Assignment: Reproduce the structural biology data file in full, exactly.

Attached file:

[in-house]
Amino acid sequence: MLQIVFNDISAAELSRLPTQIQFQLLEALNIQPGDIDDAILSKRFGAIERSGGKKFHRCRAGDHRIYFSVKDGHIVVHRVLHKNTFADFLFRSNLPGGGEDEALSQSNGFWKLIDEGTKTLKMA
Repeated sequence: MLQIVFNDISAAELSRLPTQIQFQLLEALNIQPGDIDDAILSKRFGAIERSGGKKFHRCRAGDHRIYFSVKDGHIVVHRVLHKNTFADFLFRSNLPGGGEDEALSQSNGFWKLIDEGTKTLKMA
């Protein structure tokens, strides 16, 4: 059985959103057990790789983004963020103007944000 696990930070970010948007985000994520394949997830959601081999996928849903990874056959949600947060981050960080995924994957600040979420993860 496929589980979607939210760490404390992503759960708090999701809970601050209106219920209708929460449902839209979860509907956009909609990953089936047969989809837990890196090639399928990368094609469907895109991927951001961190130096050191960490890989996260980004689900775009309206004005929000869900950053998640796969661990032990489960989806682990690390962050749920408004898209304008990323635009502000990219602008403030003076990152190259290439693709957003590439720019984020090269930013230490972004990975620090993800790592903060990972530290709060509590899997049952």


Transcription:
[in-house]
Amino acid sequence: MLQIVFNDISAAELSRLPTQIQFQLLEALNIQPGDIDDAILSKRFGAIERSGGKKFHRCRAGDHRIYFSVKDGHIVVHRVLHKNTFADFLFRSNLPGGGEDEALSQSNGFWKLIDEGTKTLKMA
Repeated sequence: MLQIVFNDISAAELSRLPTQIQFQLLEALNIQPGDIDDAILSKRFGAIERSGGKKFHRCRAGDHRIYFSVKDGHIVVHRVLHKNTFADFLFRSNLPGGGEDEALSQSNGFWKLIDEGTKTLKMA
């Protein structure tokens, strides 16, 4: 059985959103057990790789983004963020103007944000 696990930070970010948007985000994520394949997830959601081999996928849903990874056959949600947060981050960080995924994957600040979420993860 496929589980979607939210760490404390992503759960708090999701809970601050209106219920209708929460449902839209979860509907956009909609990953089936047969989809837990890196090639399928990368094609469907895109991927951001961190130096050191960490890989996260980004689900775009309206004005929000869900950053998640796969661990032990489960989806682990690390962050749920408004898209304008990323635009502000990219602008403030003076990152190259290439693709957003590439720019984020090269930013230490972004990975620090993800790592903060990972530290709060509590899997049952």